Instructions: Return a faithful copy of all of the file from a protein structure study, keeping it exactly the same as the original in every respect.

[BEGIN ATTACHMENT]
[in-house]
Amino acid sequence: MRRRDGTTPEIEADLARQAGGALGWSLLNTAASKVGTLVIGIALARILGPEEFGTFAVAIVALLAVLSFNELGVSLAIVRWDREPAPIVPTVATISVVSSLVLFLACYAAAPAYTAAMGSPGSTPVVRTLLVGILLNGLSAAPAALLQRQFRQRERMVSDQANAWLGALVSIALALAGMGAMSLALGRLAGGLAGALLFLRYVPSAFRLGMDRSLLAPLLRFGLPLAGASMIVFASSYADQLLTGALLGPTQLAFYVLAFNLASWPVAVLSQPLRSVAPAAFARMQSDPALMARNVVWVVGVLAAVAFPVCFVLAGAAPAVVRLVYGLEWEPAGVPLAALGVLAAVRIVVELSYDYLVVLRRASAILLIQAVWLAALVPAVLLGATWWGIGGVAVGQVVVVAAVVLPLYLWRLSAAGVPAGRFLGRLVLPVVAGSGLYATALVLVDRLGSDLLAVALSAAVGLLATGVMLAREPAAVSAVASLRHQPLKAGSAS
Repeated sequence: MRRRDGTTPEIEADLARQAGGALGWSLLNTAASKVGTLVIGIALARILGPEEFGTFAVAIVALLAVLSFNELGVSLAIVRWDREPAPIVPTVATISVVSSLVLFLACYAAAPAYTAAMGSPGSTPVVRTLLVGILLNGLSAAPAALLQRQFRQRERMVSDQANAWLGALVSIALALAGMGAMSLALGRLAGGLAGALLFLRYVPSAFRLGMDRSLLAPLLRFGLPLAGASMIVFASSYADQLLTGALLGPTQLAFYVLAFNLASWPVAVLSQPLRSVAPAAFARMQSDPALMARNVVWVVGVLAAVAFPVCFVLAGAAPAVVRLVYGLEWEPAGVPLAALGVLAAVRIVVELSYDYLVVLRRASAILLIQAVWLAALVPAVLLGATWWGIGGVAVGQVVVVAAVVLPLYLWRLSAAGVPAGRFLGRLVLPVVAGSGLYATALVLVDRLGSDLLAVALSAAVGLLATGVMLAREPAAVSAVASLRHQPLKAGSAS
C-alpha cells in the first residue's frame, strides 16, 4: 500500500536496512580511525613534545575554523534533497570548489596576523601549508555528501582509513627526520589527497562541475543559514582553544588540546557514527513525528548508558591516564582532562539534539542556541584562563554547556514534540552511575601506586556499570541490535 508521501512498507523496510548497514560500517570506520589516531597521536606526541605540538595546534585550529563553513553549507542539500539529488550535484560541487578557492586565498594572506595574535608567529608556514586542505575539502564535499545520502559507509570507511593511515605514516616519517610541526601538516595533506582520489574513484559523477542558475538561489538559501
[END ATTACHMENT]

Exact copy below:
[in-house]
Amino acid sequence: MRRRDGTTPEIEADLARQAGGALGWSLLNTAASKVGTLVIGIALARILGPEEFGTFAVAIVALLAVLSFNELGVSLAIVRWDREPAPIVPTVATISVVSSLVLFLACYAAAPAYTAAMGSPGSTPVVRTLLVGILLNGLSAAPAALLQRQFRQRERMVSDQANAWLGALVSIALALAGMGAMSLALGRLAGGLAGALLFLRYVPSAFRLGMDRSLLAPLLRFGLPLAGASMIVFASSYADQLLTGALLGPTQLAFYVLAFNLASWPVAVLSQPLRSVAPAAFARMQSDPALMARNVVWVVGVLAAVAFPVCFVLAGAAPAVVRLVYGLEWEPAGVPLAALGVLAAVRIVVELSYDYLVVLRRASAILLIQAVWLAALVPAVLLGATWWGIGGVAVGQVVVVAAVVLPLYLWRLSAAGVPAGRFLGRLVLPVVAGSGLYATALVLVDRLGSDLLAVALSAAVGLLATGVMLAREPAAVSAVASLRHQPLKAGSAS
Repeated sequence: MRRRDGTTPEIEADLARQAGGALGWSLLNTAASKVGTLVIGIALARILGPEEFGTFAVAIVALLAVLSFNELGVSLAIVRWDREPAPIVPTVATISVVSSLVLFLACYAAAPAYTAAMGSPGSTPVVRTLLVGILLNGLSAAPAALLQRQFRQRERMVSDQANAWLGALVSIALALAGMGAMSLALGRLAGGLAGALLFLRYVPSAFRLGMDRSLLAPLLRFGLPLAGASMIVFASSYADQLLTGALLGPTQLAFYVLAFNLASWPVAVLSQPLRSVAPAAFARMQSDPALMARNVVWVVGVLAAVAFPVCFVLAGAAPAVVRLVYGLEWEPAGVPLAALGVLAAVRIVVELSYDYLVVLRRASAILLIQAVWLAALVPAVLLGATWWGIGGVAVGQVVVVAAVVLPLYLWRLSAAGVPAGRFLGRLVLPVVAGSGLYATALVLVDRLGSDLLAVALSAAVGLLATGVMLAREPAAVSAVASLRHQPLKAGSAS
C-alpha cells in the first residue's frame, strides 16, 4: 500500500536496512580511525613534545575554523534533497570548489596576523601549508555528501582509513627526520589527497562541475543559514582553544588540546557514527513525528548508558591516564582532562539534539542556541584562563554547556514534540552511575601506586556499570541490535 508521501512498507523496510548497514560500517570506520589516531597521536606526541605540538595546534585550529563553513553549507542539500539529488550535484560541487578557492586565498594572506595574535608567529608556514586542505575539502564535499545520502559507509570507511593511515605514516616519517610541526601538516595533506582520489574513484559523477542558475538561489538559501